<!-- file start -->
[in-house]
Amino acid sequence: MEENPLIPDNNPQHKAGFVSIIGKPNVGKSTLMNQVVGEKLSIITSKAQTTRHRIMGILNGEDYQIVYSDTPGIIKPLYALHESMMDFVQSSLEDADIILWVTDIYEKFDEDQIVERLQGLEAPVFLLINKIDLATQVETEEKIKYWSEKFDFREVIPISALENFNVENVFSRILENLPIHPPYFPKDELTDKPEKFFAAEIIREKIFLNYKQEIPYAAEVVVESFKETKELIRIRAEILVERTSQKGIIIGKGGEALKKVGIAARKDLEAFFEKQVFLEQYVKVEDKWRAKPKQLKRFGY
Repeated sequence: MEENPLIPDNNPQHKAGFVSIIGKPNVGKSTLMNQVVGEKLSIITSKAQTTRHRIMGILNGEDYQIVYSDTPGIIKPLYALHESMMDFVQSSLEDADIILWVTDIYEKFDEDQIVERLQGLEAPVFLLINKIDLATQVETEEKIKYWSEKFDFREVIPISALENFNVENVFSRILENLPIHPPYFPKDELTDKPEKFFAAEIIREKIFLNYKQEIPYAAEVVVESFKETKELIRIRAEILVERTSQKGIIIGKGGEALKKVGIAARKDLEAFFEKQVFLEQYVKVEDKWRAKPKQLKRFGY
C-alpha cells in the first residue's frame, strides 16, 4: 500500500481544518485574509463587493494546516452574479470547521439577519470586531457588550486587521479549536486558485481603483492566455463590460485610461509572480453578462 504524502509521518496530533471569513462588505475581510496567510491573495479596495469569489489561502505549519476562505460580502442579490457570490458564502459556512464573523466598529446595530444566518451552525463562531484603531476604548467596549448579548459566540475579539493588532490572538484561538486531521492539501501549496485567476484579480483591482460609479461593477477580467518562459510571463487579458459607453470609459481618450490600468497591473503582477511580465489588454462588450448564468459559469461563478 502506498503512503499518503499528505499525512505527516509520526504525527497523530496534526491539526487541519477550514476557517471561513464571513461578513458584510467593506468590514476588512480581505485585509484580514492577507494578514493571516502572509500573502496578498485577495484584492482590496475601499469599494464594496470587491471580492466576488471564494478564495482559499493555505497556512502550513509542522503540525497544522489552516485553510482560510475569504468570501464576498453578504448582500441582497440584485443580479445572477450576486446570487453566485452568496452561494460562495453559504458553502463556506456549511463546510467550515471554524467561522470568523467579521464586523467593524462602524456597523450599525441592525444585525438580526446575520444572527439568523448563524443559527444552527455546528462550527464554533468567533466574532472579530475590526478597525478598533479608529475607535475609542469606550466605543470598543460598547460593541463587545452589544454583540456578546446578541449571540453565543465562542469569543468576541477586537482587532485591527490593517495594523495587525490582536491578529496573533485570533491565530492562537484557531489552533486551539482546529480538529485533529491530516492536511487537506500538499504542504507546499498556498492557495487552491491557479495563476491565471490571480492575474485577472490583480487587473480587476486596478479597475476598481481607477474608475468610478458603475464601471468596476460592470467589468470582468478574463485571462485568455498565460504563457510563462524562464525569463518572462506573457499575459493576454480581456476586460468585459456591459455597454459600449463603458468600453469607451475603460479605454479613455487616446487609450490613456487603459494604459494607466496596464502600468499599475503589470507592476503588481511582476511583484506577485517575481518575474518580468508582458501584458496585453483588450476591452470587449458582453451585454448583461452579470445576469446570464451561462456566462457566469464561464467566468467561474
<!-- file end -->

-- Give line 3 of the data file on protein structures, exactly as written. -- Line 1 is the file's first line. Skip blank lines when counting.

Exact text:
Repeated sequence: MEENPLIPDNNPQHKAGFVSIIGKPNVGKSTLMNQVVGEKLSIITSKAQTTRHRIMGILNGEDYQIVYSDTPGIIKPLYALHESMMDFVQSSLEDADIILWVTDIYEKFDEDQIVERLQGLEAPVFLLINKIDLATQVETEEKIKYWSEKFDFREVIPISALENFNVENVFSRILENLPIHPPYFPKDELTDKPEKFFAAEIIREKIFLNYKQEIPYAAEVVVESFKETKELIRIRAEILVERTSQKGIIIGKGGEALKKVGIAARKDLEAFFEKQVFLEQYVKVEDKWRAKPKQLKRFGY